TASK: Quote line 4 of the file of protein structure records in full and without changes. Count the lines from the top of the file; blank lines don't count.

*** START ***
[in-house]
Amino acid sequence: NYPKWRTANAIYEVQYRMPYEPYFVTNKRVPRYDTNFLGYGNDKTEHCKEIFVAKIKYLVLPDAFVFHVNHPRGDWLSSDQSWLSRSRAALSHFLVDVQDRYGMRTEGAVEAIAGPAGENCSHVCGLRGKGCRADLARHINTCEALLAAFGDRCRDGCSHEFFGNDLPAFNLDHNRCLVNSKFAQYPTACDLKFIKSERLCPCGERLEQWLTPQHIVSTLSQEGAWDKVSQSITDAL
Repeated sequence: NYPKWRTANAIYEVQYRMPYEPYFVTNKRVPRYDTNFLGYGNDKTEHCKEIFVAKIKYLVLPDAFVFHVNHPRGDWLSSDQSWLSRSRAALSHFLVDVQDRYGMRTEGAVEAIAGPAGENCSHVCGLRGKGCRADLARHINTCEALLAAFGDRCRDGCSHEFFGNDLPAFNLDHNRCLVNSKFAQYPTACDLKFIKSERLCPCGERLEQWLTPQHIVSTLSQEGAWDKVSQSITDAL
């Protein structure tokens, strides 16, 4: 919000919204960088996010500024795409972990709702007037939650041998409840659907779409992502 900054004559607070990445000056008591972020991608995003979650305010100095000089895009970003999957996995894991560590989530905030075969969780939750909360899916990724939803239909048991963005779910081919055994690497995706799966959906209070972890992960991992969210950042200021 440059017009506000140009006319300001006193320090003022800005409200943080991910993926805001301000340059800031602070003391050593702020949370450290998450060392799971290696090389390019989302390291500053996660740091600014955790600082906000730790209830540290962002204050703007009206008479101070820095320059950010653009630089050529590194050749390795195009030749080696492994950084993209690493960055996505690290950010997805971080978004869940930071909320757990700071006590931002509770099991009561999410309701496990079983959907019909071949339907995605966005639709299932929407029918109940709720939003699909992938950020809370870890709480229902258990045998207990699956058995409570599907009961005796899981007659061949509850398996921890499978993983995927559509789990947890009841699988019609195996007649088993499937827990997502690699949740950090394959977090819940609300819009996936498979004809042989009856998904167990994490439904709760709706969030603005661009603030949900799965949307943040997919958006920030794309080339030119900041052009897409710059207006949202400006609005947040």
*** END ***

């Protein structure tokens, strides 16, 4: 919000919204960088996010500024795409972990709702007037939650041998409840659907779409992502 900054004559607070990445000056008591972020991608995003979650305010100095000089895009970003999957996995894991560590989530905030075969969780939750909360899916990724939803239909048991963005779910081919055994690497995706799966959906209070972890992960991992969210950042200021 440059017009506000140009006319300001006193320090003022800005409200943080991910993926805001301000340059800031602070003391050593702020949370450290998450060392799971290696090389390019989302390291500053996660740091600014955790600082906000730790209830540290962002204050703007009206008479101070820095320059950010653009630089050529590194050749390795195009030749080696492994950084993209690493960055996505690290950010997805971080978004869940930071909320757990700071006590931002509770099991009561999410309701496990079983959907019909071949339907995605966005639709299932929407029918109940709720939003699909992938950020809370870890709480229902258990045998207990699956058995409570599907009961005796899981007659061949509850398996921890499978993983995927559509789990947890009841699988019609195996007649088993499937827990997502690699949740950090394959977090819940609300819009996936498979004809042989009856998904167990994490439904709760709706969030603005661009603030949900799965949307943040997919958006920030794309080339030119900041052009897409710059207006949202400006609005947040």